Birchfield v. North Dakota

PETITIONER: Danny Birchfield
RESPONDENT: State of North Dakota
LOCATION: Morton County Sheriff’s Department

DOCKET NO.: 14-1468
DECIDED BY: Roberts Court (2016- )
LOWER COURT: North Dakota Supreme Court

CITATION: 579 US (2016)
GRANTED: Dec 11, 2015
ARGUED: Apr 20, 2016
DECIDED: Jun 23, 2016

Charles A. Rothfeld - for the petitioners
Ian H. Gershengorn - Deputy Solicitor General, for the United States as amicus curiae supporting the respondents
Thomas R. McCarthy - for the respondents in 14-468 & 14-1507
Kathryn Keena - for the respondent in 14-1470

Facts of the case

Danny Birchfield drove into a ditch in Morton County, North Dakota. When police arrived on the scene, they believed Birchfield was intoxicated. Birchfield failed both the field sobriety tests and the breath test. He was arrested, but he refused to consent to a chemical test. Birchfield was charged with a misdemeanor for refusing to consent to a chemical test in violation of state law. He moved to dismiss the charge and claimed that the state law violated his Fourth Amendment right against unreasonable search and seizure. In a similar case, police were called to the South St. Paul boat launch where three men were attempting to pull their boat out of the water and onto their truck. William Robert Bernard, Jr., admitted he had been drinking and had the truck keys in his hands, but he denied driving the truck and refused to perform a field sobriety test. He was arrested on suspicion of driving while impaired (DWI) and taken to the police station, where he refused to consent to a chemical test in violation of Minnesota state law. Bernard was charged with two counts of first-degree test refusal pursuant to state law. In a separate incident, Steve Beylund consented to a blood alcohol to test to confirm he was driving under the influence after being informed it was a criminal offense in North Dakota to refuse a blood alcohol test. The test confirmed he was over the legal limit, and Beylund was charged with driving under the influence.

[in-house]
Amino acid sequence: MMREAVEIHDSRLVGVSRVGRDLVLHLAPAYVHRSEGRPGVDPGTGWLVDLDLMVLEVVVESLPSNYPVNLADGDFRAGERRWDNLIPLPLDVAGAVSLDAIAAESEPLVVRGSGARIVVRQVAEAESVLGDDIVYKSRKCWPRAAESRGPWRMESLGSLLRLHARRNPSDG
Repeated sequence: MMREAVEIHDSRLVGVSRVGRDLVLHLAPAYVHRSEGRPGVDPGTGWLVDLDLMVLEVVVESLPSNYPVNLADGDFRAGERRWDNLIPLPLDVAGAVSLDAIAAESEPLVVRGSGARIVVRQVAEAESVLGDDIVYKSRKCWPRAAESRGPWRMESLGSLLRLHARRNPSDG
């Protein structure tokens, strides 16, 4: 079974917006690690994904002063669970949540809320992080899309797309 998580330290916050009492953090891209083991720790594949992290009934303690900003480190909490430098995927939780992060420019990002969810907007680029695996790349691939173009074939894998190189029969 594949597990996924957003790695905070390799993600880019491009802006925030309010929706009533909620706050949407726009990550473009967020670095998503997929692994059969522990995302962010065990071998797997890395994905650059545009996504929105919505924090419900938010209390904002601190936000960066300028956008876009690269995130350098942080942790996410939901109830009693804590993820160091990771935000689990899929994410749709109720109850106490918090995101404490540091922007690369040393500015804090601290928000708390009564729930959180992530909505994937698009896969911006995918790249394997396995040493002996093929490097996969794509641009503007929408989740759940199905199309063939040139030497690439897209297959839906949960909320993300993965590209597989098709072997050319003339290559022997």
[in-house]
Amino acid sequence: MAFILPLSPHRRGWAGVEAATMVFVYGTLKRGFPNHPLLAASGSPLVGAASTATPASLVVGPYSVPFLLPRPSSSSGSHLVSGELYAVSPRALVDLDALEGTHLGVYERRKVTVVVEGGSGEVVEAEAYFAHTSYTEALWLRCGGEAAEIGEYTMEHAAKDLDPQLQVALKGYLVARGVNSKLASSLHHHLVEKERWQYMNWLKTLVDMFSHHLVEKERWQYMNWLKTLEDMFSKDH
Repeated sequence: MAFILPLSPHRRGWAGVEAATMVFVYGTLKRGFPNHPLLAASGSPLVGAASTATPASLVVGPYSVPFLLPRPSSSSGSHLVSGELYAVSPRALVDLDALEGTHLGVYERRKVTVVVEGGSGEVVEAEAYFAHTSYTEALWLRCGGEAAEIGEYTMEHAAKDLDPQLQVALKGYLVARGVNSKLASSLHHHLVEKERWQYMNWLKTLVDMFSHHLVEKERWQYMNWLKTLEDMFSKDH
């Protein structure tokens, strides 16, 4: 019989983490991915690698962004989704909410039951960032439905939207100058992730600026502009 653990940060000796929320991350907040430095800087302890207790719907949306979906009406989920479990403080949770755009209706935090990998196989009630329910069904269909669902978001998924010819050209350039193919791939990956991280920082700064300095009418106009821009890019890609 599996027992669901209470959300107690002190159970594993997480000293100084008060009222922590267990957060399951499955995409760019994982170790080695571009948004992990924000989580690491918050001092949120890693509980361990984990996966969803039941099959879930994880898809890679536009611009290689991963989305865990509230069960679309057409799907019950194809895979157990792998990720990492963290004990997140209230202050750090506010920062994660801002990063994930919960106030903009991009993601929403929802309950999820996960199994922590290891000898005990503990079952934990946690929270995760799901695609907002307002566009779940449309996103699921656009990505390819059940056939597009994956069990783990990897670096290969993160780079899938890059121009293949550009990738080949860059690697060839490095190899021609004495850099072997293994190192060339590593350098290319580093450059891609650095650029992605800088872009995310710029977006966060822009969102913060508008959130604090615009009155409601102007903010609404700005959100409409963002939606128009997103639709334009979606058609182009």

All three men challenged the state statutes criminalizing refusal to submit to a chemical test and argued that the statutes violated their Fourth Amendment rights to be free from unreasonable searches and seizures when there was no probable cause that would support a warrant for the test. Both the Supreme Court of Minnesota and the Supreme Court of North Dakota determined that criminalizing the refusal to submit to a chemical test was reasonable under the Fourth Amendment.


In the absence of a warrant, may a state statute criminalize an individual’s refusal to submit to a blood alcohol test?

Media for Birchfield v. North Dakota

Audio Transcription for Oral Argument - April 20, 2016 in Birchfield v. North Dakota

Audio Transcription for Opinion Announcement - June 23, 2016 in Birchfield v. North Dakota

John G. Roberts, Jr.:

And Justice Alito has the opinions of the court in case 14-1468, Birchfield versus North Dakota and the consolidated cases.

Samuel A. Alito, Jr.:

These are three cases; Birchfield versus North Dakota, Bernard versus Minnesota and Beylund versus Levi.

They concern a new strategy that several states have adopted to combat the problem of drunk driving.

All states have long made it a crime to drive a car with a blood alcohol concentration or BAC that exceeds a certain percentage.